Ripley’s Aquarium

Smiling faces of the sea

Photos of a shark swimming in a tank.

As I look through the glass, I see what appear to be smiling faces looking back at me. I think this might be the only time I would use the word “cute” to describe an underwater creature. The appearance of happy faces is actually the underside of the cownose stingrays as they swim up and around the Ray Bay tank, one of 16,000 sea and fresh-water specimens housed at Ripley’s Aquarium in Toronto.

The first and only aquatic facility of its kind in Ontario, Ripley’s Aquarium offers visitors of all ages an exciting chance to closely observe marine and freshwater creatures and habitats from around the world. Open for a year now, it offers 50 live exhibits, over 100 interactive displays, and hours of intrigue and excitement.

The tanks at the aquarium hold a remarkable 5.7 million litres of water. There are a variety of tanks populated by aquatic life from Canadian waters and beyond. One of the first tanks I encountered was hypnotizing. The Pacific Kelp exhibit features a wave-maker that simulates the sea conditions of the British Columbia shoreline. The fish look as if they are still, but in fact they float up and down in groups, surrounded by the kelp.

My favourite has to be the Planet Jellies gallery. Five species of jellyfish are featured inside a kreisel tank, a circular aquarium designed for delicate creatures like jellyfish, who float through the water with grace. A lighting feature changes their colours from pink to red to purple. It is a beautiful and tranquil sight.

These exhibits and more all have interesting visual elements as well as numerous facts and figures posted alongside. There are galleries featuring a unique double exhibit—a tropical saltwater tank inside a freshwater tank; a 17-tank gallery displaying Canadian aquatic creatures; a tropical reef in a 420,000-litre tank, the largest in the aquarium; an underwater tunnel and moving sidewalk where a grouper tank is located halfway through the tunnel; a variety of sharks; and a crawl-through tunnel for viewing. Overall you can observe nature’s aquatic life from all over the world—including venomous fish, sea horses, weedy and leafy sea dragons, piranhas and sharks—through interactive displays and a large viewing area on the lower level, plus a large touch pool on the upper level full of stingrays.

Photos of Jellyfish from Planet Jellies; cownose stingray from the Ray Bay tank and the Pacific Kelp exhibit.

Jellyfish from Planet Jellies; cownose stingray from the Ray Bay tank and the Pacific Kelp exhibit.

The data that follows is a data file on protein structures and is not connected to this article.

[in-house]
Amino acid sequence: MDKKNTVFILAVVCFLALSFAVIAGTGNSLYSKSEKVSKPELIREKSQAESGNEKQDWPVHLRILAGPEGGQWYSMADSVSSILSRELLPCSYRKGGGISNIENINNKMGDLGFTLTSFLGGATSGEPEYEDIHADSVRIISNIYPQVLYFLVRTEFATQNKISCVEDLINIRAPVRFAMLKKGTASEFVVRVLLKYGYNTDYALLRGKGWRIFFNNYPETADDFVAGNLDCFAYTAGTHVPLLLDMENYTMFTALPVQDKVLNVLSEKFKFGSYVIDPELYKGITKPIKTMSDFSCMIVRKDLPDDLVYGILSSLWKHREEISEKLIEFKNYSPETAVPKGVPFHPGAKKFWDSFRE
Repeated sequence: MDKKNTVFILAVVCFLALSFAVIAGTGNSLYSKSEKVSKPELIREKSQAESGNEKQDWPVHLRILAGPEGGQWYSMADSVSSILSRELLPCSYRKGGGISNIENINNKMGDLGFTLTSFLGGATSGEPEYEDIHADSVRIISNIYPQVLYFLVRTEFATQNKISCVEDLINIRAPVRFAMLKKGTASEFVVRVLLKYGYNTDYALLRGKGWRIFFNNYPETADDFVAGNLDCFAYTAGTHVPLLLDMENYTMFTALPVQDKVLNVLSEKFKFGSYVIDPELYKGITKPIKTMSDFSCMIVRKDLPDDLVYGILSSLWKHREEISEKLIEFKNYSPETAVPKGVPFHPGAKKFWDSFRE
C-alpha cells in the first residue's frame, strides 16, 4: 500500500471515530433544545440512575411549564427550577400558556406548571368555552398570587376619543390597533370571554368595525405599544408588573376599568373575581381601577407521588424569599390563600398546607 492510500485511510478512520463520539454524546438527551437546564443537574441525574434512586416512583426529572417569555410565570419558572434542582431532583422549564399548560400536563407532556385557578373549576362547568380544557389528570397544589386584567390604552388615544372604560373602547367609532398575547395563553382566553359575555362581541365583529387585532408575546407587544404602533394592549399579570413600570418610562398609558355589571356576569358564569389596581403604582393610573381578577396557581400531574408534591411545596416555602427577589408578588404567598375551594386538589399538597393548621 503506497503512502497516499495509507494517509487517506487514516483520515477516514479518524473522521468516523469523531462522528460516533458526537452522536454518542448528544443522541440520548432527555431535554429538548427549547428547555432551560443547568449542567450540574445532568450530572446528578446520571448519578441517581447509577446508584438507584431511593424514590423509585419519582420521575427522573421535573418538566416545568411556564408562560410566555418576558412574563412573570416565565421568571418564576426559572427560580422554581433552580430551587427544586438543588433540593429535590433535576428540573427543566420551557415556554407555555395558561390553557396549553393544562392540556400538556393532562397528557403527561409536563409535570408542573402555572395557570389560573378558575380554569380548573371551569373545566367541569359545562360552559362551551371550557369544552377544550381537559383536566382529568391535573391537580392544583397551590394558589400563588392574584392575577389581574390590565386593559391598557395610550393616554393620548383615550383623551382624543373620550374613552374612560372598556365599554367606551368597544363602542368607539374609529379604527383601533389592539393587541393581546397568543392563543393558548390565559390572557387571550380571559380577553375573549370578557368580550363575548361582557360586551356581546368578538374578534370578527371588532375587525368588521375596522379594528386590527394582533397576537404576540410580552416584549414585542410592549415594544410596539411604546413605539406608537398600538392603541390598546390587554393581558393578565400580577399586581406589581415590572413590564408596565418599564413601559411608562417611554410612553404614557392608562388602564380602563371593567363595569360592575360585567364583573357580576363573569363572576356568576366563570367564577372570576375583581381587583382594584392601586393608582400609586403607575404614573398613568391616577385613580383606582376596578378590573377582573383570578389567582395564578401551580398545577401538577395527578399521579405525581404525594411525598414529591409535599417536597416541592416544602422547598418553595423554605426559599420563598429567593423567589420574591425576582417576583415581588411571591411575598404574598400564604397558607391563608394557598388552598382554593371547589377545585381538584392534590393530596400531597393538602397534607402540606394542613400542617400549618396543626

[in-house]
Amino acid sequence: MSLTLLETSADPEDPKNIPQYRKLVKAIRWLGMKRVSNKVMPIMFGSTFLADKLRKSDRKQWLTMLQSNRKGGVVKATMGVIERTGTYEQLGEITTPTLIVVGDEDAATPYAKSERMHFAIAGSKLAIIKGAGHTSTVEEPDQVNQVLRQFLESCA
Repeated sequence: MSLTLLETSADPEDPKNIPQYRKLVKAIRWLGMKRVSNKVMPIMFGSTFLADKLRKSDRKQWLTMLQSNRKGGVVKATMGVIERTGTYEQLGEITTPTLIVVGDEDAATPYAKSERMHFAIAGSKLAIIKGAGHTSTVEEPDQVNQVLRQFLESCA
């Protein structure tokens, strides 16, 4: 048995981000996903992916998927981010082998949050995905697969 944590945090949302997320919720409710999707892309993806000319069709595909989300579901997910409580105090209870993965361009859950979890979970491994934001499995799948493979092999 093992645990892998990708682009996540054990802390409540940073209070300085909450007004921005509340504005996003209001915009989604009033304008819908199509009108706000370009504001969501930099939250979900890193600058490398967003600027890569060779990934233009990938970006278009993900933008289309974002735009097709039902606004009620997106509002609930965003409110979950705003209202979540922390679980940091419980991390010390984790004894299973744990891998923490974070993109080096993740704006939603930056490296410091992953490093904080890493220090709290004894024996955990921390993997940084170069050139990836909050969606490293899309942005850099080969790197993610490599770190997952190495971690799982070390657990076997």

The aquarium offers school programs with a range of interactive and exciting options designed to meet Ontario Ministry of Education curriculum standards and provide participants with a deeper understanding of the aquatic world and the importance of environmental protection and conservation. These programs are offered both in classrooms and in the aquarium itself. The classroom workshops include one or more hands-on activities or experiments and a component of conservation and environmental awareness. Classroom workshops are 45 to 50 minutes in duration. Please note each classroom can accommodate a maximum of 30 students, plus accompanying adults. Alternatively, teachers may choose to have their students participate in the Tank Talk Programs that take place on the floor of the aquarium at a specified tank. An educator facilitates a discussion about the tank and the animals that inhabit it, coaches students in a guided observation and leads a short educational game or activity. Tank Talk Programs last 25 to 30 minutes.

There are also programs geared to the secondary level.

  • Grade 9 and 10, Up-cycled Art: students look at the work of local and international artists who turn garbage in to art. They learn about the devastating impact of plastic and other trash on freshwater and marine environments, and then use their artistic abilities to create art with a message;
  • Grade 9 and 10, Stream Science: students work with household materials to represent aquatic macroinvertebrates, organisms that live on the bottoms of lakes, rivers and streams and can reflect the chronic effects of pollutants and relatively acute changes in water quality. Students sample a stream and assess its health, then compare results from different streams to assess the impact of human activity;
  • Grade 9: Sustainable Ecosystems; Grade 10: Climate in Crisis: both programs explore the effects of the warming earth on weather patterns and oceans through a variety of experiments, focusing on the phenomenon of ocean acidification and its impact on shelled ocean creatures.
  • Grade 10: Climate Change; Grade 11 and 12: Aquarium Careers: students examine animal care, water chemistry and the dynamic field of marine science.

For more information about Ripley’s Aquarium, go to www. For educational tours, phone 647.351.3474 X 2648 or e-mail

About Ronda Allan
Ronda Allan is the Managing Editor of Education Forum and and works at Provincial Office as Publications Manager/Editorial Assistant.

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